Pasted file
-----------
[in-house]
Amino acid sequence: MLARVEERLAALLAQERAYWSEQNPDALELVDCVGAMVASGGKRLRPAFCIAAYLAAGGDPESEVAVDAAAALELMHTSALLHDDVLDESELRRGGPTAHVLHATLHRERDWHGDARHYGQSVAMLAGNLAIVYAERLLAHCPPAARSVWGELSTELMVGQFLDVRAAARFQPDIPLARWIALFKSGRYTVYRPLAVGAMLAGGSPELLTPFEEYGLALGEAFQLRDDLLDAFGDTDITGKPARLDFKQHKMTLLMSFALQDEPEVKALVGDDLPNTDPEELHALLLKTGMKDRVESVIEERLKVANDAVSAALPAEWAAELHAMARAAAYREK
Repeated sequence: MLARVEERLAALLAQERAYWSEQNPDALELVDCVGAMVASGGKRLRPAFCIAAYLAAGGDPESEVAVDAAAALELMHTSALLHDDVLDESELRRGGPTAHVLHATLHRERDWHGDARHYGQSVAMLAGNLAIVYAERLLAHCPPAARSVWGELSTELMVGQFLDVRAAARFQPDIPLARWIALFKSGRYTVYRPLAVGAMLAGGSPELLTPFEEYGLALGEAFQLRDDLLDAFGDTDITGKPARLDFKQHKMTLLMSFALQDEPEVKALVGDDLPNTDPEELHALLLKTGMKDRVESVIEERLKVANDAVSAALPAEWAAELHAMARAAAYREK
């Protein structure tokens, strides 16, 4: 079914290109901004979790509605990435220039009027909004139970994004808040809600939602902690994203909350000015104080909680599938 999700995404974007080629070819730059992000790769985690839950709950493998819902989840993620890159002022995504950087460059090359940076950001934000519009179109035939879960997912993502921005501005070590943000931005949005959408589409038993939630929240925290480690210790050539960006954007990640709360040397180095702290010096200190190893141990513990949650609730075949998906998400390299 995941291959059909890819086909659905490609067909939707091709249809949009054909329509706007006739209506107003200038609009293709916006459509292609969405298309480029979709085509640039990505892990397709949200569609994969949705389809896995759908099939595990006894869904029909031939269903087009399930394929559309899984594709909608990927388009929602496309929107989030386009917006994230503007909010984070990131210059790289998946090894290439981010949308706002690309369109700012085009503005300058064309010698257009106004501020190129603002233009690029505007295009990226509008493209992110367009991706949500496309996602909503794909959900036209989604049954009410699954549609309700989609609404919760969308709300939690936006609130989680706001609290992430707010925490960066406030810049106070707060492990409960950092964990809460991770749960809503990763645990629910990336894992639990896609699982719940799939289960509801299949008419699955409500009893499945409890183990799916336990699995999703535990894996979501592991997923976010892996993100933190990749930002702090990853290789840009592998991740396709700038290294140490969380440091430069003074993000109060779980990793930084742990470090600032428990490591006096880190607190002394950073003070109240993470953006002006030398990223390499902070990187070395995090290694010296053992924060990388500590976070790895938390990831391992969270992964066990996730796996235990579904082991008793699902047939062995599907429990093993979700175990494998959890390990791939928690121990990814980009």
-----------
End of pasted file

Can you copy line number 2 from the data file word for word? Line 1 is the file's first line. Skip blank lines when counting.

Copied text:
Amino acid sequence: MLARVEERLAALLAQERAYWSEQNPDALELVDCVGAMVASGGKRLRPAFCIAAYLAAGGDPESEVAVDAAAALELMHTSALLHDDVLDESELRRGGPTAHVLHATLHRERDWHGDARHYGQSVAMLAGNLAIVYAERLLAHCPPAARSVWGELSTELMVGQFLDVRAAARFQPDIPLARWIALFKSGRYTVYRPLAVGAMLAGGSPELLTPFEEYGLALGEAFQLRDDLLDAFGDTDITGKPARLDFKQHKMTLLMSFALQDEPEVKALVGDDLPNTDPEELHALLLKTGMKDRVESVIEERLKVANDAVSAALPAEWAAELHAMARAAAYREK